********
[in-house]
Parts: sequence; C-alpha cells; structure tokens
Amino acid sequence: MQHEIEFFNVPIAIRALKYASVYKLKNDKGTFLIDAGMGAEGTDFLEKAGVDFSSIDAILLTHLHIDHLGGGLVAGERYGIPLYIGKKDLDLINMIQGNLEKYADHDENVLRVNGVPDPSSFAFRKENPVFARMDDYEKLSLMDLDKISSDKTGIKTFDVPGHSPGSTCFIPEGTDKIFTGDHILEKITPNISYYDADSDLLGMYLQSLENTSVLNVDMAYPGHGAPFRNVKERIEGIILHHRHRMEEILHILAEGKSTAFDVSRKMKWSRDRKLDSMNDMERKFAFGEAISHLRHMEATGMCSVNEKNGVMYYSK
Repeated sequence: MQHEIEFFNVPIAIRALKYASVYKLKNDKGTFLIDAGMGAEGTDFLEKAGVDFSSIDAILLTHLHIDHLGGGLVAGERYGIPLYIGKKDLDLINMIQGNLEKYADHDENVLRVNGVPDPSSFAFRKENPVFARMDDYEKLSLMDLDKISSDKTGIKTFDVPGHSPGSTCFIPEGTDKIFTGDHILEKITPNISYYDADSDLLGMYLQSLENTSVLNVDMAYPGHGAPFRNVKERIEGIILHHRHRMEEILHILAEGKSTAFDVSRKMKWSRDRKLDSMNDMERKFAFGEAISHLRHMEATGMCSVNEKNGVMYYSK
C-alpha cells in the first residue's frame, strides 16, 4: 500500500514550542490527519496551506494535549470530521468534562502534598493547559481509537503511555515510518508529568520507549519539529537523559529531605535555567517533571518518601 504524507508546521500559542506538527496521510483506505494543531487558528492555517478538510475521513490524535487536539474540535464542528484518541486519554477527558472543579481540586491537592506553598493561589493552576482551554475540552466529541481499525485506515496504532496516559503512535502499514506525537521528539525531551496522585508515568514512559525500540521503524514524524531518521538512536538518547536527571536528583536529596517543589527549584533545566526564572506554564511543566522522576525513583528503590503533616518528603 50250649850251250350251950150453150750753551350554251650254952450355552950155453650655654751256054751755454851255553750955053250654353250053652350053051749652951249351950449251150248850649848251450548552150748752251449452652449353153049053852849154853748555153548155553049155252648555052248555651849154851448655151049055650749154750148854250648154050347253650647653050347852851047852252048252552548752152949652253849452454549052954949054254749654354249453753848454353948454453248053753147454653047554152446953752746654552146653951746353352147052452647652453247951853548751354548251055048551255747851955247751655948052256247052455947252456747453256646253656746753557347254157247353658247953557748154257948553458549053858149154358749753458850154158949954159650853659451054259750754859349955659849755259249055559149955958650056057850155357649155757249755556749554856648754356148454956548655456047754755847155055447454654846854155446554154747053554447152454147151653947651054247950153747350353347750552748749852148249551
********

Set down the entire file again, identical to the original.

[in-house]
Parts: sequence; C-alpha cells; structure tokens
Amino acid sequence: MQHEIEFFNVPIAIRALKYASVYKLKNDKGTFLIDAGMGAEGTDFLEKAGVDFSSIDAILLTHLHIDHLGGGLVAGERYGIPLYIGKKDLDLINMIQGNLEKYADHDENVLRVNGVPDPSSFAFRKENPVFARMDDYEKLSLMDLDKISSDKTGIKTFDVPGHSPGSTCFIPEGTDKIFTGDHILEKITPNISYYDADSDLLGMYLQSLENTSVLNVDMAYPGHGAPFRNVKERIEGIILHHRHRMEEILHILAEGKSTAFDVSRKMKWSRDRKLDSMNDMERKFAFGEAISHLRHMEATGMCSVNEKNGVMYYSK
Repeated sequence: MQHEIEFFNVPIAIRALKYASVYKLKNDKGTFLIDAGMGAEGTDFLEKAGVDFSSIDAILLTHLHIDHLGGGLVAGERYGIPLYIGKKDLDLINMIQGNLEKYADHDENVLRVNGVPDPSSFAFRKENPVFARMDDYEKLSLMDLDKISSDKTGIKTFDVPGHSPGSTCFIPEGTDKIFTGDHILEKITPNISYYDADSDLLGMYLQSLENTSVLNVDMAYPGHGAPFRNVKERIEGIILHHRHRMEEILHILAEGKSTAFDVSRKMKWSRDRKLDSMNDMERKFAFGEAISHLRHMEATGMCSVNEKNGVMYYSK
C-alpha cells in the first residue's frame, strides 16, 4: 500500500514550542490527519496551506494535549470530521468534562502534598493547559481509537503511555515510518508529568520507549519539529537523559529531605535555567517533571518518601 504524507508546521500559542506538527496521510483506505494543531487558528492555517478538510475521513490524535487536539474540535464542528484518541486519554477527558472543579481540586491537592506553598493561589493552576482551554475540552466529541481499525485506515496504532496516559503512535502499514506525537521528539525531551496522585508515568514512559525500540521503524514524524531518521538512536538518547536527571536528583536529596517543589527549584533545566526564572506554564511543566522522576525513583528503590503533616518528603 50250649850251250350251950150453150750753551350554251650254952450355552950155453650655654751256054751755454851255553750955053250654353250053652350053051749652951249351950449251150248850649848251450548552150748752251449452652449353153049053852849154853748555153548155553049155252648555052248555651849154851448655151049055650749154750148854250648154050347253650647653050347852851047852252048252552548752152949652253849452454549052954949054254749654354249453753848454353948454453248053753147454653047554152446953752746654552146653951746353352147052452647652453247951853548751354548251055048551255747851955247751655948052256247052455947252456747453256646253656746753557347254157247353658247953557748154257948553458549053858149154358749753458850154158949954159650853659451054259750754859349955659849755259249055559149955958650056057850155357649155757249755556749554856648754356148454956548655456047754755847155055447454654846854155446554154747053554447152454147151653947651054247950153747350353347750552748749852148249551